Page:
The Role of Social Media in Public Involvement: Pushing for Sustainability in International Planning and Development

The Role of Social Media in Public Involvement: Pushing for Sustainability in International Planning and Development

Tooran Alizadeh (University of Sydney, Australia), Reza Farid (Griffith University, Australia) and Laura Willems (Griffith University, Australia)
Copyright: © 2018 |Pages: 33
DOI: 10.4018/978-1-5225-5999-3.ch011

Abstract

This chapter explores social media's potential to enhance public involvement to pursue sustainable practices on an international scale across planning and development projects. Using a case-study approach, the international institutions of the World Bank, UN-Habitat, Unilever, and World Business Council for Sustainable Development are investigated. The relationship between public versus the institutions' intake on sustainability is examined. Findings identify strong public push for increased sustainability in international development and show evidence of the ways in which international institutions respond to the public. Contributing to the social media research field, it offers an alternative application to the planning profession via e-planning. This could contribute to an extended form of public engagement through social media that goes beyond the limiting geographical borders of each local community, and assesses planning and development projects for their broader sustainability implications on an international platform.
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Introduction To Organizational Sustanibality

The widely accepted definition of sustainable development/practice by Brundtland (1987) is development/practice that meets the needs of current generations without compromising the ability of future generations to meet their own needs. This has traditionally been interpreted on a local level, by analyzing local impacts and intergenerational equality. However, the rapid onset of globalization via multilateral trade negotiations over the last few decades has brought about an unprecedented increase in the local consumption of globally sourced goods and services. This definition of sustainable development detaches local planning, development, and resourcing from the issues of international inequality (AntonioDuro, 2012; Milanovic, 2011; Willard, 2009).

It is argued that the progress towards sustainable practice at an international level has been infrequent and inconsistent (Aras & David Crowther, 2009; Dyllick & Hockerts, 2002). Marsden (2000) outlines the wide variation in progress may be attributed to three distinct attitudes towards organizational uptake of sustainable practices:

  • Denial: Placing responsibility on the government;

  • Reaction: Acceptance as a contributor to the problem and taking guidance on solutions; and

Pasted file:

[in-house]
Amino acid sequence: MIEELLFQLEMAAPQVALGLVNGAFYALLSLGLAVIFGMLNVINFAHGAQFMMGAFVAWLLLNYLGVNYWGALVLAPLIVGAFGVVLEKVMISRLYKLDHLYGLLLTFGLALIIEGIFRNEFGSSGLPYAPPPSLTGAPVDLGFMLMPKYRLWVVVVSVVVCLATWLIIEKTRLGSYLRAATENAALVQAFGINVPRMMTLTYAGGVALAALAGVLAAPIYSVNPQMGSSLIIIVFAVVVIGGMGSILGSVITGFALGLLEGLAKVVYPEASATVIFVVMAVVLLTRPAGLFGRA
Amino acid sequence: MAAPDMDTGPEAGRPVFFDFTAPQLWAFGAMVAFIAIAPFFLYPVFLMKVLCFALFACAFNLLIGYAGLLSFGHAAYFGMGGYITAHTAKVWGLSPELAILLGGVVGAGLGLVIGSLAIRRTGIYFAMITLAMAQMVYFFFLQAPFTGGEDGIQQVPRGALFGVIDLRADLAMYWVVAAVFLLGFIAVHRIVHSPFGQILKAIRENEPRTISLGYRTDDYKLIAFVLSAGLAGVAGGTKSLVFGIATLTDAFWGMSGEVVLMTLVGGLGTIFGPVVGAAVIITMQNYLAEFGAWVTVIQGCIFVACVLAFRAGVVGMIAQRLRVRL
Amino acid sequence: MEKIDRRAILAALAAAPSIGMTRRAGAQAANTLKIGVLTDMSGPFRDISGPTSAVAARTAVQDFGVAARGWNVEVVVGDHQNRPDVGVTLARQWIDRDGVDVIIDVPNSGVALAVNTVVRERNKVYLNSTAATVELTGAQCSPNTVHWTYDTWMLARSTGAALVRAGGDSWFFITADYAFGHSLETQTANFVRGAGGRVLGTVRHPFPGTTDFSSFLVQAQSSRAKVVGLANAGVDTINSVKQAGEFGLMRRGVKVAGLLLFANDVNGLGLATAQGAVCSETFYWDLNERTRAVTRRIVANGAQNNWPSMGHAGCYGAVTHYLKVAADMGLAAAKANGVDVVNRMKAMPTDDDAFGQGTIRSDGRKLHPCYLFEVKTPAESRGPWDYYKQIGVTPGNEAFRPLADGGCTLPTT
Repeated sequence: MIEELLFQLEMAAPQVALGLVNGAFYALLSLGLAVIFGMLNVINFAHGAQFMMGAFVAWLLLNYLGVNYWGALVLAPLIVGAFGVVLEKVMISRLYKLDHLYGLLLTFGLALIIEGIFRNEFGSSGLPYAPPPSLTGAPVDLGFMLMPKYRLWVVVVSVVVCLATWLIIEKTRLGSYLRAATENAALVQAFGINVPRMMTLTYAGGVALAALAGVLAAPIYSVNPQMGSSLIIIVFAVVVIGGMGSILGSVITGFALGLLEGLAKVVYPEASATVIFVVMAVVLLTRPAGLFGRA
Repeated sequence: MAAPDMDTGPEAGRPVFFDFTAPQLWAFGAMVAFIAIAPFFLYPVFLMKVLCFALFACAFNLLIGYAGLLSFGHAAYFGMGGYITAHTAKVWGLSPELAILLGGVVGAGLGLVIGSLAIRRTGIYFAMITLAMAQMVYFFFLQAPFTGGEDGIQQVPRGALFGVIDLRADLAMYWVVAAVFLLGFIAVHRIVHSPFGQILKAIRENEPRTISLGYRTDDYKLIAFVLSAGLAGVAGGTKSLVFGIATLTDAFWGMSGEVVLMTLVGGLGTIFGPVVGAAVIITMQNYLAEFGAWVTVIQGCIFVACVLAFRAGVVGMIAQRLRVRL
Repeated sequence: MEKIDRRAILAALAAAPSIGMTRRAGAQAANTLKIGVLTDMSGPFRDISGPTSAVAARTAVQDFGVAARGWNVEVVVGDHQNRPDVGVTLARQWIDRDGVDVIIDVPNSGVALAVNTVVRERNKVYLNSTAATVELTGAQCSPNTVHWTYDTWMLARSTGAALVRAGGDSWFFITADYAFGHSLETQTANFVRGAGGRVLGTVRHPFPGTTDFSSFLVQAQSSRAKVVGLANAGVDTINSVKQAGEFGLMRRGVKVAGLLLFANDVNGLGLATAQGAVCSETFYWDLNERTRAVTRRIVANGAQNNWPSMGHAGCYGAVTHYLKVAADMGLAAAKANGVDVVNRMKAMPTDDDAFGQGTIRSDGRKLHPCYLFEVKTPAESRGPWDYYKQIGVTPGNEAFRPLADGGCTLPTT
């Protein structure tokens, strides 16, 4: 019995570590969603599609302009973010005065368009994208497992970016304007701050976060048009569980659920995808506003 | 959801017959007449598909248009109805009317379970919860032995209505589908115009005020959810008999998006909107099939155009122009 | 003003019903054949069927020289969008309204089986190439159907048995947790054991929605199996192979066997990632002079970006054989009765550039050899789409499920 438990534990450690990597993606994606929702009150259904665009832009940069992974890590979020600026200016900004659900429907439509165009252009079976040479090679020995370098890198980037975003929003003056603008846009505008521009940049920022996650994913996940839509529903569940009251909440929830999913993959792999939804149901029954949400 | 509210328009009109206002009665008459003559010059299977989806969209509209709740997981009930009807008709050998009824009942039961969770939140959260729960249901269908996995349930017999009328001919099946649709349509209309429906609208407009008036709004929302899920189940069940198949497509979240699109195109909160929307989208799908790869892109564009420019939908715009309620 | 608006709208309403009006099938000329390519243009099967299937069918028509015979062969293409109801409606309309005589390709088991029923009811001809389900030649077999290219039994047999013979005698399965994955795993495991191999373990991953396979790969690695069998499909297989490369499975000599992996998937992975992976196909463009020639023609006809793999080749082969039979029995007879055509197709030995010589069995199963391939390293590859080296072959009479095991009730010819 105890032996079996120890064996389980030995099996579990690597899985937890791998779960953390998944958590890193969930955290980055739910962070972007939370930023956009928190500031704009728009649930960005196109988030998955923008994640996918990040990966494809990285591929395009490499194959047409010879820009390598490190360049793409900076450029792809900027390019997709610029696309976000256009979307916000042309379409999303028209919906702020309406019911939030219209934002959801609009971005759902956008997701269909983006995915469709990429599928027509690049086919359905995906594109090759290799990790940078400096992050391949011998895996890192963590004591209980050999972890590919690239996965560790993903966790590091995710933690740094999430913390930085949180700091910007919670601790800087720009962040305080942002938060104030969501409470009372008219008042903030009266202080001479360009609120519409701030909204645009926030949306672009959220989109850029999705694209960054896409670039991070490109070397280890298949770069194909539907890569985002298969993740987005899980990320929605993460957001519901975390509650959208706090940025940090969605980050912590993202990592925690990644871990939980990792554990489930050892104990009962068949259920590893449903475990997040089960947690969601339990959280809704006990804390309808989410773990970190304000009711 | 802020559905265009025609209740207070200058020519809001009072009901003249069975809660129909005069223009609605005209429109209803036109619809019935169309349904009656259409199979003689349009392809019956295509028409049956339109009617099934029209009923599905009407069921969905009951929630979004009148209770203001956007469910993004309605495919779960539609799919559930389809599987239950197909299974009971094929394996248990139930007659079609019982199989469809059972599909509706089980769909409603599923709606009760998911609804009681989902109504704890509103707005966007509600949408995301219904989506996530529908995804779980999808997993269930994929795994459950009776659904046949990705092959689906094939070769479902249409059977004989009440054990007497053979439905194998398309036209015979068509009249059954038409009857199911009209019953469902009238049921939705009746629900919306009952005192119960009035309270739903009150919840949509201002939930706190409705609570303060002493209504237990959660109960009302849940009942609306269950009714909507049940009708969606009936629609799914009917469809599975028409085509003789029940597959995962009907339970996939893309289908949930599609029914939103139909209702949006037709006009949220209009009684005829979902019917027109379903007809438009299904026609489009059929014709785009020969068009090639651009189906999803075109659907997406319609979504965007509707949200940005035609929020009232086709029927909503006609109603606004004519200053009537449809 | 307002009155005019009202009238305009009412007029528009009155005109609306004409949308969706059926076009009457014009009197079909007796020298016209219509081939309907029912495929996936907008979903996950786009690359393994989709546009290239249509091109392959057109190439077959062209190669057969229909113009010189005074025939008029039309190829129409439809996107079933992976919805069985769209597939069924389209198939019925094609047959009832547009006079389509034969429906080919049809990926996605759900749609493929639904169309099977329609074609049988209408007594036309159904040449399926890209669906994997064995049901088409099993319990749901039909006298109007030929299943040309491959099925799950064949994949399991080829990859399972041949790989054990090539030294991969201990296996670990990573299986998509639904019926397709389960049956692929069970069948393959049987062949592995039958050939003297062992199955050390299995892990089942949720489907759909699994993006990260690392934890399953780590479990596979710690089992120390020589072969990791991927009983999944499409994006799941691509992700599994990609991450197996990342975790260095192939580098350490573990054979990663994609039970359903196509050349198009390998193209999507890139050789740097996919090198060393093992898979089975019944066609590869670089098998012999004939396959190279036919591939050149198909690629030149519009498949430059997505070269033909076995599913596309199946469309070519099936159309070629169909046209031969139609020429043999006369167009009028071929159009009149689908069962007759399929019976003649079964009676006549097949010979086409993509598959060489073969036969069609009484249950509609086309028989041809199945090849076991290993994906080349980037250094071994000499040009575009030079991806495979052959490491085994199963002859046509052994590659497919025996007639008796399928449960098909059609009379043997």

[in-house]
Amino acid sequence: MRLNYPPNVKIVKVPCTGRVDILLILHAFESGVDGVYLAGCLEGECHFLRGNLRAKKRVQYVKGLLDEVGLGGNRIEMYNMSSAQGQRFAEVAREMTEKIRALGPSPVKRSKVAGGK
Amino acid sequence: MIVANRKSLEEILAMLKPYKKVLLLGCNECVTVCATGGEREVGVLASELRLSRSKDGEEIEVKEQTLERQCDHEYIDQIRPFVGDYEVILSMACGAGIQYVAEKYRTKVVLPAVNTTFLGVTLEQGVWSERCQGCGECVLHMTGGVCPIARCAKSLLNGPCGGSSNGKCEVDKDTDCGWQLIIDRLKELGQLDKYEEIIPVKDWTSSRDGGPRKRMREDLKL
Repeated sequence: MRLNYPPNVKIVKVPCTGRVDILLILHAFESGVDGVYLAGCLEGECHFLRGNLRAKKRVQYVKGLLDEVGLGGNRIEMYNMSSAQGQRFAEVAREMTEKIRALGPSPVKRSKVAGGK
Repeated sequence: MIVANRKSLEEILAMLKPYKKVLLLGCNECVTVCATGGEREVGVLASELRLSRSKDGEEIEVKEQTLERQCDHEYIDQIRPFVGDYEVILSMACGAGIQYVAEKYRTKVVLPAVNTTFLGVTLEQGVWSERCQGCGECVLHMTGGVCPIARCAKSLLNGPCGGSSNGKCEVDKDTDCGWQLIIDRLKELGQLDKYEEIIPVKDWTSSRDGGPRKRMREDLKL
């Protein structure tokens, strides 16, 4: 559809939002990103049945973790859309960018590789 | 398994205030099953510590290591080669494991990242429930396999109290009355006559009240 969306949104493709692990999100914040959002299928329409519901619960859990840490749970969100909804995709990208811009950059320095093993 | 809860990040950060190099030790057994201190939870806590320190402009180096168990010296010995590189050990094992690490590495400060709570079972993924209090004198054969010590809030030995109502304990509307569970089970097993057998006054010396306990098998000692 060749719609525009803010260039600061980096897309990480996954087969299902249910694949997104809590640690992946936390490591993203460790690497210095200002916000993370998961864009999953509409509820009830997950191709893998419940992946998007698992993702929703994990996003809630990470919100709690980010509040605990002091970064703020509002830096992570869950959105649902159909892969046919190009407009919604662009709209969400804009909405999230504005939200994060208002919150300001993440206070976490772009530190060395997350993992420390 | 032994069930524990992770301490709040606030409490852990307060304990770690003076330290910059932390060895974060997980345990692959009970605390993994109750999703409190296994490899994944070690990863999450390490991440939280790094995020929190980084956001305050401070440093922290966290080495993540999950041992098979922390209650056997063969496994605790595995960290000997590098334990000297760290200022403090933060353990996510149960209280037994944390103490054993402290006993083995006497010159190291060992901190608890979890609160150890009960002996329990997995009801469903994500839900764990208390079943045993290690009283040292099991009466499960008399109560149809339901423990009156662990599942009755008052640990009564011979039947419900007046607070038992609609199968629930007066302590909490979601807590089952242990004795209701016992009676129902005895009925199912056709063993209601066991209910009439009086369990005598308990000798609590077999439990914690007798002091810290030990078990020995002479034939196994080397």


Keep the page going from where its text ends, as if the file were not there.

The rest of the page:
• Autonomous Action: Recognition of power and proactive, independent acts.

Organizations in the reaction or autonomous response categories often utilize new forms of business models that have hybridized corporate and organizational strategy with sustainability and gained a competitive advantage in the market. The traditional business models, on the other hand, were mainly ruled by the economic system with only minor tradeoffs for social or environmental capital gain (Stubbs & Cocklin, 2008). Two major concepts arose in the literature in response to balancing this, namely ‘corporate social responsibility’ and ‘corporate environmental responsibility/corporate sustainability’ (Fernando, 2012; Montiel, 2008; Svensson & Wagner, 2010; Willard, 2009). In many cases though, the extent of these efforts are dictated by the organizations and vary greatly. Numerous international examples of over-consumption of local environmental resources, tax avoidance, and social injustices (Cerro Santamaria, 2013; Crane & Matten, 2016; Huang & Hsu, 2003) represent a disturbing level of ingenuity in the corporate sustainability agenda (Aras & Crowther, 2009). More recently, a growing line of critical scholarship has focused on the international corporations’ philanthropic efforts, especially at the international level (Alizadeh, 2017; Gautier & Pache, 2015; McNeill, 2015; Paroutis, S., Bennett, M., & Heracleous, L., 2014). A particular focus has been on how firms have tried to influence national and urban governments, while engaging in providing philanthropic services (Kitchin, 2015). Critics argue that in many cases firms gain so much out of their involvement that do not fit with a pure pro bono, philanthropic model (Hack, 2013; McNeill, 2015). This line of argument suggests that new tools are required to bring organizations’ international involvement with local projects to a global stage in a push for sustainable practice.

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